519; Charless v. Rankin, 22 Mo. 566, 66 Am. Dec. 642; Pullan v. Stallman, 76 N. J. Law 10, 56 Atl. 116; Panton v. Holland, 17 Johns. (N. Y.) 92; Austin v. Hudson River R. Co., 25 N Y. 334; Davis v. Summerfield, 131 N. C. 552, 42 S. E. 818; Spohn v. Dives, 174 Pa. 474, 34 Atl. 192; Ulrick v. Loan & Trust Co., 2 S. Dak. 285, 49 N. W. 1054; Simon v. Nance, 45 Tex. Civ. App. 480, 100. S. W. 1038; Tunstall v. Christian, 80 Va. 1, 56 Am. Rep. 581; Walker v. Strosnider, 61 W. Va. 39, 21 Ann. Cas. 1, 67 S. E. 1087.

2. Zilka v. Graham, 26 Idaho, 163, 141 Pac. 639; Winn v. Abeles, 35 Kan. 85, 57 Am. Rep. 138, 10 Pac. 443; City of Covington v. Geyler, 93 Ky. 275, 19 S. W. 741; Shafer v. Wilson, 44 Md. 268; Gerst v. St. Louis, 185 Mo. 191, 208, 105 Am. St. Rep. 580, 84 S. W. 34; Lasala v. Holbrook, 4 Paige (N. Y.) 169; Schultz v. Byers, 53 N. J. Law 442, 13 L.

R. A. 569, 26 Am. St. Rep. 435, 22 Atl. 514; Davis v. Summerfield, 131 N. C. 352, 63 L. R. A. 492, 92 Am. St. Rep. 781, 42 S. E. 938; Walker v. Strosnider, 67 W. Va. 39, 21 Ann. Cas. 1, 67 S. E. 1087; Stockgrowers' Bank v. Gray, 24 Wyo. 18, 154 Pac. 593; Contra, Dorrity v. Rapp, 72 N. Y. 307 (dictum).

3. O'Neill v. Harkins, 71 Ky. 650; Bonaparte v. Wiseman, 89 Md. 12, 44 L. R. A. 482, 42 Atl. 918; Gerst v. St. Louis, 185 Mo. 191, 210, 105 Am. St. Rep. 580, 84 S. W. 34; Craig v. Kansas City Terminal Ry. Co., 271 Mo. 516, 197 S. W. 141; Beard v. Murphy, 37 Vt. 99.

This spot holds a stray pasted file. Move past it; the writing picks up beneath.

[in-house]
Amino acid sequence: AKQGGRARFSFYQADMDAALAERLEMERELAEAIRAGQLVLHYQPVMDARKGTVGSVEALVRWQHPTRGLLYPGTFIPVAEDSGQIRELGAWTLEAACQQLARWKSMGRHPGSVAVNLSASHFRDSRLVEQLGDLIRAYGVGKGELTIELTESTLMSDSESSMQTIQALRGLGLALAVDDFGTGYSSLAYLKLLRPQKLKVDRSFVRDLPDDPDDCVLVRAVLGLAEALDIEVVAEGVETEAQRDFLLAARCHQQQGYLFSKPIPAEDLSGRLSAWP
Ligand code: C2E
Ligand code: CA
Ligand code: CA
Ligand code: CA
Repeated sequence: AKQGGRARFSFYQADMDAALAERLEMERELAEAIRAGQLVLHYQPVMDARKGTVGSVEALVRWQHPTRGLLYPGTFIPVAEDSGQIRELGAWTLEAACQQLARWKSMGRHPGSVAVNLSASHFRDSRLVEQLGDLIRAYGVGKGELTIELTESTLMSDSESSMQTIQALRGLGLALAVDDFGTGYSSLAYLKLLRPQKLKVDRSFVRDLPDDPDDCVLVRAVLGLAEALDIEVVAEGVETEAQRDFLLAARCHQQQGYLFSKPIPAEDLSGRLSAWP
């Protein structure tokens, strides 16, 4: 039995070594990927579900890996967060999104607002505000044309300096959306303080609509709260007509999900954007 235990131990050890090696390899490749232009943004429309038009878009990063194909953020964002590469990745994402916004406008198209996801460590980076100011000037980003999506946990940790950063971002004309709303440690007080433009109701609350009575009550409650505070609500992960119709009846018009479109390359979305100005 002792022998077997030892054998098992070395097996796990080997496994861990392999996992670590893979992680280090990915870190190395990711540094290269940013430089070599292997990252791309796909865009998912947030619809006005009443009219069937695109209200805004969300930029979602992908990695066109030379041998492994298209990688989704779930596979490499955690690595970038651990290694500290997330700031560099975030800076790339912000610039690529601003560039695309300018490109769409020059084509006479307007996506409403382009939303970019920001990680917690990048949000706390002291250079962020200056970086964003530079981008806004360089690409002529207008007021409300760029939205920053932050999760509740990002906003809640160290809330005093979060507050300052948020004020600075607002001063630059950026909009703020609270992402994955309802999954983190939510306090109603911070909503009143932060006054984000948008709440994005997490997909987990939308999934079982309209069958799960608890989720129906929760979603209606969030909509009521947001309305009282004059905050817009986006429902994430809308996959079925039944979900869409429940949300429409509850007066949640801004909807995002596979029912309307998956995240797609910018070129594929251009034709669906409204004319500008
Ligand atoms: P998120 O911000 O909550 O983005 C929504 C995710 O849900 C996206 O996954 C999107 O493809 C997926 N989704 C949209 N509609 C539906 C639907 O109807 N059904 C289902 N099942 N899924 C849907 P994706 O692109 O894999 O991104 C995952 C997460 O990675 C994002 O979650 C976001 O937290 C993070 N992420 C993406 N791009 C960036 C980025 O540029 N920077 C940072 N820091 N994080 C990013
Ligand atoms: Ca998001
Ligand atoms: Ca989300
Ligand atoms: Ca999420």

4. Schultz v. Byers, 53 N. J. L. 442, 13 L. R. A. 569, 26 Am. St. Rep. 435, 22 Atl. 514; Jamison v. Myrtle Lodge, 158 lowa, 264, 139 N. W. 547; Novotny v. Danforth, 9 S. Dak. 301, 68 N. W. 749.

5. Healey v. New Haven, 47 Conn. 305, 314; Quincy v. Jones, land of lateral support by lowering the grade of the street,6 while, by other decisions, a municipality is subject to the same liability in such case as would be incurred by an individual removing the support.7

In some states legislation has been enacted imposing upon one who makes an excavation in his land in close proximity to a building erected upon adjoining land, an obligation, in case such excavation is greater than a named depth, ordinarily ten feet, to take measures to protect the adjoining land. These statutes have been occasionally the subject of judicial construction,8 without apparently any serious question having been raised as to the constitutionality of such legislation. It would presumably be upheld as a valid exercise of the police power.8a